Monday, May 15, 2006
Conceptual Necessity Not Enough!
Although Christianity as a posited conceptual scheme can offer a justification for intelligible experience, apart from Scriptural revelation one cannot justify that Christianity as a conceptual scheme reflects the truth of how things are or must be. As Michael Butler has succinctly stated, "Conceptual necessity does not guarantee ontological necessity..." (p. 88 of Festschrift For Greg Bahnsen), And "...the necessity of a conceptual scheme cannot guarantee anything about the way the world must be... This God is... a speaking God who reveals truths to us about Himself and the world... On the Basis of His revelation, therefore, which is itself the necessary precondition of experience, we can know truths about the world and God." (p. 123 Festschrift...)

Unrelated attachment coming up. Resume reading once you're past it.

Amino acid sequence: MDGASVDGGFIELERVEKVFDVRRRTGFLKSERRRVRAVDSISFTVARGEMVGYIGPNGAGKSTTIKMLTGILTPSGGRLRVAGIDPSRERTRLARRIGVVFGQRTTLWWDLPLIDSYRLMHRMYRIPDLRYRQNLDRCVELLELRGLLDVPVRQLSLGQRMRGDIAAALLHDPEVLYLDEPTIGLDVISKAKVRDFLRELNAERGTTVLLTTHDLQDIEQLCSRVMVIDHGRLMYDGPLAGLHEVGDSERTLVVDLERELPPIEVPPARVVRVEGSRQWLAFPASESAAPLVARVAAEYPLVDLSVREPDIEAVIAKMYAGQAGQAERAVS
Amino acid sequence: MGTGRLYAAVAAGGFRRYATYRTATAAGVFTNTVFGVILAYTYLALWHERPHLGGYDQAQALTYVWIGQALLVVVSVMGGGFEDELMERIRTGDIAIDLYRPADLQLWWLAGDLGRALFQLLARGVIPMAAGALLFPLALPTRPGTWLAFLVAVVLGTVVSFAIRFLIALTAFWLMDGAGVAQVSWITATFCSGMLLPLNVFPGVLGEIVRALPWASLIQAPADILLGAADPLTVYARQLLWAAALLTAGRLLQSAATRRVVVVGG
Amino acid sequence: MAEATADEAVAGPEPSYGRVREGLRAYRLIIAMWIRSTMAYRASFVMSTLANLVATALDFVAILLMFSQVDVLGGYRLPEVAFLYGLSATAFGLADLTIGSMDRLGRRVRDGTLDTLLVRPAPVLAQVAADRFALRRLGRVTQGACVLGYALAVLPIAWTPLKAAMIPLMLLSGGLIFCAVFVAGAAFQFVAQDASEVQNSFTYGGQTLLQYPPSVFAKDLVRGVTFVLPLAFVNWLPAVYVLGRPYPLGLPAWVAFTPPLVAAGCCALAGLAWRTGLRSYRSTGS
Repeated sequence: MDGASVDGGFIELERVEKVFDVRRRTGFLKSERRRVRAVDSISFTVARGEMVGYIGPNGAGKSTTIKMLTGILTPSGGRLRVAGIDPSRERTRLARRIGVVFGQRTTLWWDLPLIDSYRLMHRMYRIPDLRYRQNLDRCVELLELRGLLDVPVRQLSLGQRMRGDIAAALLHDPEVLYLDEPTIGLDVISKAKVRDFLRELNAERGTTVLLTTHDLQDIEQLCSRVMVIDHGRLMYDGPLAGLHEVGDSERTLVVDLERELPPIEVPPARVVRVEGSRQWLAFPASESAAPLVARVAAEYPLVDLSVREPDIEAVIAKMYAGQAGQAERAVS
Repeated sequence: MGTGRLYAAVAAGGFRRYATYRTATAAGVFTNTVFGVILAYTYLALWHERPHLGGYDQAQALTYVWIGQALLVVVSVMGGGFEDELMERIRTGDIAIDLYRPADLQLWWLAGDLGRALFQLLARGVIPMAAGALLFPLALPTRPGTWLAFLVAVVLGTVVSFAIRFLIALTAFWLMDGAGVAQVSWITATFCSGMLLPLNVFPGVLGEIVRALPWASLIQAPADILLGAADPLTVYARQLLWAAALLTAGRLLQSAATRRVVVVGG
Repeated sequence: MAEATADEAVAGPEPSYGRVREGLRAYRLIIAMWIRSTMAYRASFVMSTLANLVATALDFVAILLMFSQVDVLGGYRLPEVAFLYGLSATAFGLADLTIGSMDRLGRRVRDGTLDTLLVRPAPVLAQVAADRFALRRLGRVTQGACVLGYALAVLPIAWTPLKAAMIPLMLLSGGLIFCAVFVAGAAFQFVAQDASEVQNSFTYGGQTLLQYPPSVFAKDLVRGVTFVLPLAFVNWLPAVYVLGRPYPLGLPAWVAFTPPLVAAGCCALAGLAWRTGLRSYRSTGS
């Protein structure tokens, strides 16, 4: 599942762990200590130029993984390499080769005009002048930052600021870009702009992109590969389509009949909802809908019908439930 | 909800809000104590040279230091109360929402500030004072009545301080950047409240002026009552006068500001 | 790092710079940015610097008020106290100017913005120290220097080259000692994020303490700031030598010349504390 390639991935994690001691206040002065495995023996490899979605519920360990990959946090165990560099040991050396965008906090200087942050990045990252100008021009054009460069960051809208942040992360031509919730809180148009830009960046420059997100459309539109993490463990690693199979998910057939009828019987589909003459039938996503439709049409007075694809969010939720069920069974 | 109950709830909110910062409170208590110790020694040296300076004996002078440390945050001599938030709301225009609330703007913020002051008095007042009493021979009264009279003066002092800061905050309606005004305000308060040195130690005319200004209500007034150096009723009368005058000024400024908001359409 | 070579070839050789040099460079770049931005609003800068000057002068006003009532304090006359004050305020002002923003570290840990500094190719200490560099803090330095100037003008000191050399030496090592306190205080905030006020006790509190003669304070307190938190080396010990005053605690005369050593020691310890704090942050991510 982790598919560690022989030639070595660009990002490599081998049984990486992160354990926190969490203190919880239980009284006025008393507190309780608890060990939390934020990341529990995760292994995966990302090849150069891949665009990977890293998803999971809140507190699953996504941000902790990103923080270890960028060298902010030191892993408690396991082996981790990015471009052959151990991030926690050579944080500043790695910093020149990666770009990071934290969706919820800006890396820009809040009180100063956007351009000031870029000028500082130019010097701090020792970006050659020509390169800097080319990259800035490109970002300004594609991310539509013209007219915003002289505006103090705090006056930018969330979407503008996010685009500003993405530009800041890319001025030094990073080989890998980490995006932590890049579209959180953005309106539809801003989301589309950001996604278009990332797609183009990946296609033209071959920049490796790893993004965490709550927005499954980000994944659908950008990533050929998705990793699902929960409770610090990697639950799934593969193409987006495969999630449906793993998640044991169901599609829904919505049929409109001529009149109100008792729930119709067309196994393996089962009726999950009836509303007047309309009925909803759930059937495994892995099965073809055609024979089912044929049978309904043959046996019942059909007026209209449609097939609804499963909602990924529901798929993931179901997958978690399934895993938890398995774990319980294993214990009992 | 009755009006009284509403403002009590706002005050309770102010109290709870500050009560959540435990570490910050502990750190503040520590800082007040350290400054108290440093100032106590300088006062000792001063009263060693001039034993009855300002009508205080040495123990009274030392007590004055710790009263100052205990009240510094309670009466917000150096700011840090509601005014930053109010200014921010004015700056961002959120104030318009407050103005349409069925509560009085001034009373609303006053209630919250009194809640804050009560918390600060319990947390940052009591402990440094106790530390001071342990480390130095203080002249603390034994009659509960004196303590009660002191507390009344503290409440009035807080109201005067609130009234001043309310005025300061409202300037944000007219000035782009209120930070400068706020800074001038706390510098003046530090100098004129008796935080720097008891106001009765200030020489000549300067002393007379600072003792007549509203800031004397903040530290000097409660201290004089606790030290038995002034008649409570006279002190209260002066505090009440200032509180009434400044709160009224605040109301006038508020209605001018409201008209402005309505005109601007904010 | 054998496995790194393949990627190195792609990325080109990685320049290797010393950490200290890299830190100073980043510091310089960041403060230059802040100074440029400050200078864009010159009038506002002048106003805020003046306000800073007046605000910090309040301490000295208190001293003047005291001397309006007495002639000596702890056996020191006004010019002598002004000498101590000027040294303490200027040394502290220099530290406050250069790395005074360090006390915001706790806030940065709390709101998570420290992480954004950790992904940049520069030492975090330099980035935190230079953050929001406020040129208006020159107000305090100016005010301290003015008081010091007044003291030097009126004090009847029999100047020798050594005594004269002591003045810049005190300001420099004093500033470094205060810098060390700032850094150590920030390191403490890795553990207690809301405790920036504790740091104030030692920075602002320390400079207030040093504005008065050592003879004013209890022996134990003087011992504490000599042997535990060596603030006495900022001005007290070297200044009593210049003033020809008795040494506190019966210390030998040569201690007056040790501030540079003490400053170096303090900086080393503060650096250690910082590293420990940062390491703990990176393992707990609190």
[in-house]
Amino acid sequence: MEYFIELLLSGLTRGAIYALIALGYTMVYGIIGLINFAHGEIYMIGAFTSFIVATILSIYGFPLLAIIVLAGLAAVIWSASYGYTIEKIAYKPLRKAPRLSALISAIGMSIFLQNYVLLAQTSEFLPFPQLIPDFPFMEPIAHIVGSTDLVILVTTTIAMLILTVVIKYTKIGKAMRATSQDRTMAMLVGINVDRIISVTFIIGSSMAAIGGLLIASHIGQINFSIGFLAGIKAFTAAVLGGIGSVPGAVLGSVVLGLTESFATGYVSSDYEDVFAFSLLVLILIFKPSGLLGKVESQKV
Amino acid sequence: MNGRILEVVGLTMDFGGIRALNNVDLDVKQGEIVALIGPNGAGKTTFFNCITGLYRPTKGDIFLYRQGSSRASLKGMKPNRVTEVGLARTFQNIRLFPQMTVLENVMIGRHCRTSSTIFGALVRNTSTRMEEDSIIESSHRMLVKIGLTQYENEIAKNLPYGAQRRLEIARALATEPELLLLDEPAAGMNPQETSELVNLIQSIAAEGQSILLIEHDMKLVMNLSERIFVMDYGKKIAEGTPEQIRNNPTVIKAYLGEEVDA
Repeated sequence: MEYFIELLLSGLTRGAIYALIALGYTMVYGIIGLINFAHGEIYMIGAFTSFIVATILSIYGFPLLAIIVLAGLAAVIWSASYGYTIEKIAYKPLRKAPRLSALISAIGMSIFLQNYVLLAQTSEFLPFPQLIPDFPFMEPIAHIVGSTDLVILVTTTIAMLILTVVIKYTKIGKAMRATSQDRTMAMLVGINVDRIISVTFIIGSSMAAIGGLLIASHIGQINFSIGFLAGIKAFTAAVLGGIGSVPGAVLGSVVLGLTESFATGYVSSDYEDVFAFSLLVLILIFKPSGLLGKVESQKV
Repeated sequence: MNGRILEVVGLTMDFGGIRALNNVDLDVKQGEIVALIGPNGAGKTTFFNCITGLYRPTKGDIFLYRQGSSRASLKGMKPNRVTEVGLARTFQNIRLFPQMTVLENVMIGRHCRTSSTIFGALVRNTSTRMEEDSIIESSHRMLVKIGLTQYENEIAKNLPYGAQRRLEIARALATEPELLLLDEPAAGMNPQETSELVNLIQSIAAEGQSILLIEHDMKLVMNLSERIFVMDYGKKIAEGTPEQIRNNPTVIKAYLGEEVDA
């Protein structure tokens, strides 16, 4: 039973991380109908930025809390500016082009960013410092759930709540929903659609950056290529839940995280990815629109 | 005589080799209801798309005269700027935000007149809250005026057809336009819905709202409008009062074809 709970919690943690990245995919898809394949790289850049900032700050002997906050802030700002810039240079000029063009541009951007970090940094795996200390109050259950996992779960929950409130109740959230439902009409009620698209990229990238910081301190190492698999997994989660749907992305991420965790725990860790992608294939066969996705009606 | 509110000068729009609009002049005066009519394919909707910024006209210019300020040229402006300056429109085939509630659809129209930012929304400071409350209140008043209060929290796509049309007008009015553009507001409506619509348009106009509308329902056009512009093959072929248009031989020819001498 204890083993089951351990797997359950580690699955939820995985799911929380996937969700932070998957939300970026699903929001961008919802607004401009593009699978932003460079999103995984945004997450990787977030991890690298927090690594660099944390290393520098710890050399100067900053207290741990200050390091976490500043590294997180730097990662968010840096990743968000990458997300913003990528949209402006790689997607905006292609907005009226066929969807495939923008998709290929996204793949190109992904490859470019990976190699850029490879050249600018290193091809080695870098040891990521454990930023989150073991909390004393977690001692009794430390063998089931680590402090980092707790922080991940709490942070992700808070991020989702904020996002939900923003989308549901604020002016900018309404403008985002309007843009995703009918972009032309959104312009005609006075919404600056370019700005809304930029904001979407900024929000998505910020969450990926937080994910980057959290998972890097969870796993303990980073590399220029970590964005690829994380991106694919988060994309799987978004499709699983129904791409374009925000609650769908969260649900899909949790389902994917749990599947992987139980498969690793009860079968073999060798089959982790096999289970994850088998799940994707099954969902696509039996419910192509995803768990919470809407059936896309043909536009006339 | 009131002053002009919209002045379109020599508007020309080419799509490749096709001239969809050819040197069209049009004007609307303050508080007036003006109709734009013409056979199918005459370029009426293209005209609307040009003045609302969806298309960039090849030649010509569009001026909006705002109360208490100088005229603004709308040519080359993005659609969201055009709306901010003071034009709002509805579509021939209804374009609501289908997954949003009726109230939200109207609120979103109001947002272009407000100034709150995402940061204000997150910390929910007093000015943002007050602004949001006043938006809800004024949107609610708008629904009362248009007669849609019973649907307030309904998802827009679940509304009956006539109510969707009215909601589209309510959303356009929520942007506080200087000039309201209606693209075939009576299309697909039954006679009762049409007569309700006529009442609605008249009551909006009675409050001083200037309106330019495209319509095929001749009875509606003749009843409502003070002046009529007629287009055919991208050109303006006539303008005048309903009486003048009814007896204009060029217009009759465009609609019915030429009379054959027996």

It is possible for man unaided by Scripture to construct a sound transcendental argument for God's existence by the use of general revelation alone, simply on the basis of a conceptual necessity that would "make sense" of experience. Although man can construct a sound argument (i.e. an argument with a valid form and true premises), apart from Scripture it is impossible to justify the truth values of those premises, let alone argumentation in general. Again, "Conceptual necessity does not guarantee ontological necessity...." For "the necessity of a conceptual scheme cannot guarentee anything about the way the world must be..." After all, did Kant save science or simply psychologize it?!
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